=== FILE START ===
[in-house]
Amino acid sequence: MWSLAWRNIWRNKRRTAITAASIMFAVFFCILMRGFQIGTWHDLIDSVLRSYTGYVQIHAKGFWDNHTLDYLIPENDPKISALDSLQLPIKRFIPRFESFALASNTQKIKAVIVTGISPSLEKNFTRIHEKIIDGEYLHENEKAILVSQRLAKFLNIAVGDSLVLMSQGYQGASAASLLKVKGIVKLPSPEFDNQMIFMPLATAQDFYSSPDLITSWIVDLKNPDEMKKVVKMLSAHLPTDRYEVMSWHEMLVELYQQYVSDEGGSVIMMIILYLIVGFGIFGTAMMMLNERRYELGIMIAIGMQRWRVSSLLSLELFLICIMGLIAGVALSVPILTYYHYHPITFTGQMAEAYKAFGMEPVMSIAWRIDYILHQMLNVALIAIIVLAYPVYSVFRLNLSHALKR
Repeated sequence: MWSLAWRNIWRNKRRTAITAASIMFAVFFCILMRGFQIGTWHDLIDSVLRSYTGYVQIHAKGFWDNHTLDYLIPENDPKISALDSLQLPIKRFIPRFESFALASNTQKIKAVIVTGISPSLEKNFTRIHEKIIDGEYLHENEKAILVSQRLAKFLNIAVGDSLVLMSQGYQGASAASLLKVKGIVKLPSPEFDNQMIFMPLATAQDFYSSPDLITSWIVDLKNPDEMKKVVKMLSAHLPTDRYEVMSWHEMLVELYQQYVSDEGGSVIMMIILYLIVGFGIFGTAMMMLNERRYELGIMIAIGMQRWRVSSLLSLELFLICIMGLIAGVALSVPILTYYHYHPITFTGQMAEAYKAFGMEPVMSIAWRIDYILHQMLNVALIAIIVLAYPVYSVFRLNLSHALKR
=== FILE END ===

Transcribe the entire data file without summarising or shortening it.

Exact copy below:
[in-house]
Amino acid sequence: MWSLAWRNIWRNKRRTAITAASIMFAVFFCILMRGFQIGTWHDLIDSVLRSYTGYVQIHAKGFWDNHTLDYLIPENDPKISALDSLQLPIKRFIPRFESFALASNTQKIKAVIVTGISPSLEKNFTRIHEKIIDGEYLHENEKAILVSQRLAKFLNIAVGDSLVLMSQGYQGASAASLLKVKGIVKLPSPEFDNQMIFMPLATAQDFYSSPDLITSWIVDLKNPDEMKKVVKMLSAHLPTDRYEVMSWHEMLVELYQQYVSDEGGSVIMMIILYLIVGFGIFGTAMMMLNERRYELGIMIAIGMQRWRVSSLLSLELFLICIMGLIAGVALSVPILTYYHYHPITFTGQMAEAYKAFGMEPVMSIAWRIDYILHQMLNVALIAIIVLAYPVYSVFRLNLSHALKR
Repeated sequence: MWSLAWRNIWRNKRRTAITAASIMFAVFFCILMRGFQIGTWHDLIDSVLRSYTGYVQIHAKGFWDNHTLDYLIPENDPKISALDSLQLPIKRFIPRFESFALASNTQKIKAVIVTGISPSLEKNFTRIHEKIIDGEYLHENEKAILVSQRLAKFLNIAVGDSLVLMSQGYQGASAASLLKVKGIVKLPSPEFDNQMIFMPLATAQDFYSSPDLITSWIVDLKNPDEMKKVVKMLSAHLPTDRYEVMSWHEMLVELYQQYVSDEGGSVIMMIILYLIVGFGIFGTAMMMLNERRYELGIMIAIGMQRWRVSSLLSLELFLICIMGLIAGVALSVPILTYYHYHPITFTGQMAEAYKAFGMEPVMSIAWRIDYILHQMLNVALIAIIVLAYPVYSVFRLNLSHALKR